How Catholic Bishops Are Shaping Health Care In Rural America

By Anna Maria Barry-Jester and Amelia Thomson-DeVeaux

Almost as soon as President Trump took office, he began rolling back health care rules that had angered religious groups for much of the last decade. First, Trump signed an executive order declaring that his administration would protect religious freedom. Then, his administration ruled that health insurance plans offered by large employers don’t have to cover contraception for employees, an about-face from a contentious Obama policy. The Department of Health and Human Services created a Conscience and Religious Freedom Division, signaling a new focus for the agency. A proposed rule could require all 5,500 hospitals in the U.S. to post notices informing individuals and entities that they are protected from religious discrimination.

The changes are all designed to ensure that employers, health care institutions and providers don’t have to participate in health care practices they object to for ethical or moral reasons. But even decades before the Trump administration moved to roll back Obamacare policies, some religious hospitals — in particular, Catholic hospitals — already had the green light from the government to deny certain treatment options to their patients. These hospitals’ right to refuse care is generally unquestioned, creating a dilemma for the people who walk in the door: What happens when you need or want a standard medical service, but the hospital won’t provide it?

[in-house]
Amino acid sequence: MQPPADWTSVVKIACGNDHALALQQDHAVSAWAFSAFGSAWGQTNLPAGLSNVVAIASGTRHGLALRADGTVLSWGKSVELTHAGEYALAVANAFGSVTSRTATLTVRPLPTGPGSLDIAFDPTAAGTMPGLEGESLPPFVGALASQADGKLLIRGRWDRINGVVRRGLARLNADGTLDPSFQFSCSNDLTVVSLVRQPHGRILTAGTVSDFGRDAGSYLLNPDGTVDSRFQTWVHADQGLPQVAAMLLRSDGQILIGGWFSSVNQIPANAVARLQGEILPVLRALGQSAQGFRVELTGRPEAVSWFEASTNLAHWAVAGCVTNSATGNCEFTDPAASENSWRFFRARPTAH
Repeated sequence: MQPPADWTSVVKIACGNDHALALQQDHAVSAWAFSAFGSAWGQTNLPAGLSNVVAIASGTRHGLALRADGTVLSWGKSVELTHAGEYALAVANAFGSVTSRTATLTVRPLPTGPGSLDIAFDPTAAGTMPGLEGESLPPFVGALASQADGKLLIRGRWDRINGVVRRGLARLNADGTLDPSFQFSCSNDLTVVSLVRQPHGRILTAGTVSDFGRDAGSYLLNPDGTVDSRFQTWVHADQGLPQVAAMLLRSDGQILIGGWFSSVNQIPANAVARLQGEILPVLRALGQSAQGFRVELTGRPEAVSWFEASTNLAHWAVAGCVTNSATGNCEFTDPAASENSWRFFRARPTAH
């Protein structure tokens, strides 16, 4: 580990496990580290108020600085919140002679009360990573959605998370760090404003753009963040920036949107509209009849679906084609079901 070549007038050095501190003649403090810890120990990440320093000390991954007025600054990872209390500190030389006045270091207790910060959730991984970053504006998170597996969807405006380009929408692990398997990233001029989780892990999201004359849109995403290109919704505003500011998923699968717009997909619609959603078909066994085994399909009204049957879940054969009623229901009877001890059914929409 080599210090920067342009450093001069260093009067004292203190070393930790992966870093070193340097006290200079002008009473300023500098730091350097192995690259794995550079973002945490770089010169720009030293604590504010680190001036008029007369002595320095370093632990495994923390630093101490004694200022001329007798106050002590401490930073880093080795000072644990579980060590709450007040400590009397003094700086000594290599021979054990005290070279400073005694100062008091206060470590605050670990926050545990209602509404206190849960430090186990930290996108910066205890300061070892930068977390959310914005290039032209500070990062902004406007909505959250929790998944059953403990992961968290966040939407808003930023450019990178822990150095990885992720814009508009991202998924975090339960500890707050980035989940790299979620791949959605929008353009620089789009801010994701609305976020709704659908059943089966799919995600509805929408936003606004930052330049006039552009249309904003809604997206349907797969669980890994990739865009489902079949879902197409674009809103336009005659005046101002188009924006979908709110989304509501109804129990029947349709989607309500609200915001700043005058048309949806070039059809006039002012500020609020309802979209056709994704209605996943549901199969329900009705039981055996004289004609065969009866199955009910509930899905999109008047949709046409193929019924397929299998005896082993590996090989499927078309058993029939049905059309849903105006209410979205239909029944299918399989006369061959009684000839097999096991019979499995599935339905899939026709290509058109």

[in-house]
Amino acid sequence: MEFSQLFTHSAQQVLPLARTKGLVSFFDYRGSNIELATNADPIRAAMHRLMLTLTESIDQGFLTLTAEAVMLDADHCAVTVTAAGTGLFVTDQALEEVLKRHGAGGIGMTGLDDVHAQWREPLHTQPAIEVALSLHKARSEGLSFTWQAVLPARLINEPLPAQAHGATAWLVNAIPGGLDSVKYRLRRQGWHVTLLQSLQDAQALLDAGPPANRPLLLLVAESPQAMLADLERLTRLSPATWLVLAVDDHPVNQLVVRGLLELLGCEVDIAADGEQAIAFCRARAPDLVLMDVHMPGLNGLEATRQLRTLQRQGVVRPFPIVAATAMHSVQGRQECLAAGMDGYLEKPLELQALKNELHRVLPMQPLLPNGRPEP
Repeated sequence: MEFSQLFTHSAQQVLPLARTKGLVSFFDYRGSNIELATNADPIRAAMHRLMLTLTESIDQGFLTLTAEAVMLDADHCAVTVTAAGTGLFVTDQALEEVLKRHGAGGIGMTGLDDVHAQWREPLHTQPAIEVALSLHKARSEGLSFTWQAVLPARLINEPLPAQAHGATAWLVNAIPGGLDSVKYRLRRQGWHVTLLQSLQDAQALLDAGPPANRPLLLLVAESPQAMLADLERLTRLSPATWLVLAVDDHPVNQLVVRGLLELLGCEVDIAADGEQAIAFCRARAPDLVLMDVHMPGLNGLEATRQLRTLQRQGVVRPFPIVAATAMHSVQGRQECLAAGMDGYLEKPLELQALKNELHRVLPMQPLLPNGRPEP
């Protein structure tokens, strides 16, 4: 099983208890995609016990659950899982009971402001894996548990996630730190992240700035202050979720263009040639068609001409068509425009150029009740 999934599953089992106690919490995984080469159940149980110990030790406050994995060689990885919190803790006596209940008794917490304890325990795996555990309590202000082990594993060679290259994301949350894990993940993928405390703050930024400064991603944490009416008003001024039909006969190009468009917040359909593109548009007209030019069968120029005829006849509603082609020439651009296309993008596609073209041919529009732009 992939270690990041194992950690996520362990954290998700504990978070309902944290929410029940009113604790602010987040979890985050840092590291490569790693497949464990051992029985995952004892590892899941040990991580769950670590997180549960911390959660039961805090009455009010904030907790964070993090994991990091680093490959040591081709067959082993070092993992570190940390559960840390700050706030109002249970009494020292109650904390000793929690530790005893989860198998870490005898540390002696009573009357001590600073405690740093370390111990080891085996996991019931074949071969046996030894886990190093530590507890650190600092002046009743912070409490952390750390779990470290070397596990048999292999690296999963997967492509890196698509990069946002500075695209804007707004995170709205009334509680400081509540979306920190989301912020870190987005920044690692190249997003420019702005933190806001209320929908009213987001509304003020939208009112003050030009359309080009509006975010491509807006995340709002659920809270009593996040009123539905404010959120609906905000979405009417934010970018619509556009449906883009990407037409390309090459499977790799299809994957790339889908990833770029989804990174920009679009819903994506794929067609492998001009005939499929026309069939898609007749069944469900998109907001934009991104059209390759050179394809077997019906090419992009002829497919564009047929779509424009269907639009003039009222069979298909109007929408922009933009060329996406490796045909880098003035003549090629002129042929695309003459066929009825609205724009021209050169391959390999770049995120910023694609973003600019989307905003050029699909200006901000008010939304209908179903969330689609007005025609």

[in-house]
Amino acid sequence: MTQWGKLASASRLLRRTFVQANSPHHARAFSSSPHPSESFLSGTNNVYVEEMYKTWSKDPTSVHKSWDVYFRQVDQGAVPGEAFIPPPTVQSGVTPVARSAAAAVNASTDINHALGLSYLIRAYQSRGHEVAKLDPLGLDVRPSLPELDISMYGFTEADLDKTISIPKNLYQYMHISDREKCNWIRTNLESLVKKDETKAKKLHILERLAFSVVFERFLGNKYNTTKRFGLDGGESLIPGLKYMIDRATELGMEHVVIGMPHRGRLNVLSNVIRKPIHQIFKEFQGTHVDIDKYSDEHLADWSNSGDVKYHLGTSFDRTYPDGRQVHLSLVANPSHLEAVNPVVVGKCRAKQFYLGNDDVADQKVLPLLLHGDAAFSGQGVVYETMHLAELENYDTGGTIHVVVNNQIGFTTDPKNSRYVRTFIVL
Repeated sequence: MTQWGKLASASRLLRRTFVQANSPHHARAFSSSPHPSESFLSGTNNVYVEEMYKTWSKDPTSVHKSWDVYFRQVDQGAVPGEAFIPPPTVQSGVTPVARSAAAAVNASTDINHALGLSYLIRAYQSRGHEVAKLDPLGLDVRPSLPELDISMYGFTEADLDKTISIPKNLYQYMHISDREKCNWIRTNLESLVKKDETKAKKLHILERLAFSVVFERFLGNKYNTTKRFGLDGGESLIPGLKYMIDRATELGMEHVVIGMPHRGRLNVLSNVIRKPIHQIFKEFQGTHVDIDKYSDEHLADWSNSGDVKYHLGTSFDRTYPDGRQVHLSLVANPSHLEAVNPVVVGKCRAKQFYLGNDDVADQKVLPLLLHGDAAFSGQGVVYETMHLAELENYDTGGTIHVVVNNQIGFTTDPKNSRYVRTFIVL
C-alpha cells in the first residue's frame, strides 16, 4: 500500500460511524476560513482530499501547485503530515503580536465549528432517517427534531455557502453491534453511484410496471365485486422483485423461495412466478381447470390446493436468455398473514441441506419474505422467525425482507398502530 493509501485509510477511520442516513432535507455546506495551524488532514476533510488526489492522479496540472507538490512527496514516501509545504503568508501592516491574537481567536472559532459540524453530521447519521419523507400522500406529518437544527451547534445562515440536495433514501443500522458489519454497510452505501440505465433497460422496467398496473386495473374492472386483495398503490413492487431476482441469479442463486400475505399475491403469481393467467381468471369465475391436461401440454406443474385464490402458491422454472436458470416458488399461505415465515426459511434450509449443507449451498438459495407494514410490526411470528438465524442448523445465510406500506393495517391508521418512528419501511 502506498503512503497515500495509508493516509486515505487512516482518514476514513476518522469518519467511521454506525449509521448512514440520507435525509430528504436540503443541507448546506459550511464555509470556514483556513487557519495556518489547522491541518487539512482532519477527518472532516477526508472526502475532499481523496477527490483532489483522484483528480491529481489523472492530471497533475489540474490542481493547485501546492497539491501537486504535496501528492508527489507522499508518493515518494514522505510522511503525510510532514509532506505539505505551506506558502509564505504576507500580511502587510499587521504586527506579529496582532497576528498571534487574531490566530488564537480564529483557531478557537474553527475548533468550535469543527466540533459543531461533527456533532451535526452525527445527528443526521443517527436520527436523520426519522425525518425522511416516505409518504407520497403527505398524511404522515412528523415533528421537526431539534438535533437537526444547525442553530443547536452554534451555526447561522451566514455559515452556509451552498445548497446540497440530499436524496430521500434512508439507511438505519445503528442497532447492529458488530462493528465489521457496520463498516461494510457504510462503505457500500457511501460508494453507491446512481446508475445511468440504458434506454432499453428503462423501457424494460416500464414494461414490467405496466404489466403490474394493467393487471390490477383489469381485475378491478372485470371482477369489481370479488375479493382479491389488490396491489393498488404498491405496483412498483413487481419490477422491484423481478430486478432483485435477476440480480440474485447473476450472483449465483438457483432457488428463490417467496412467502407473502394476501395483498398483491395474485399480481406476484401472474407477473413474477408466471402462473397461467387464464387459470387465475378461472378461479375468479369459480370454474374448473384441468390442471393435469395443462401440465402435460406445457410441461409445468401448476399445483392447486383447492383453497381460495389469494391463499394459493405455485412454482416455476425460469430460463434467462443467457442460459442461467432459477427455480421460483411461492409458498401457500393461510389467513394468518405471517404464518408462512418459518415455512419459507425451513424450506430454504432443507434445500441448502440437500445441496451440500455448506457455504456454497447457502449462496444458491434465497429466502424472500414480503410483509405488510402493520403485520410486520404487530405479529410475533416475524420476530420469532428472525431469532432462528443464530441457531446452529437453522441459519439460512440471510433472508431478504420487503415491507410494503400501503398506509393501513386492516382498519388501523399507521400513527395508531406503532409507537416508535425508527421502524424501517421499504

In a growing number of communities around the country, especially in rural areas, patients and physicians have access to just one hospital. And in more and more places, that hospital is Catholic. That sounds innocuous — a hospital is a hospital, after all. But Catholic hospitals are bound by a range of restrictions on care that are determined by religious authorities, with very little input from medical staff. Increasingly, where a patient lives can determine whether Catholic doctrine, and how the local bishop interprets that doctrine, will decide what kind of care she can get.

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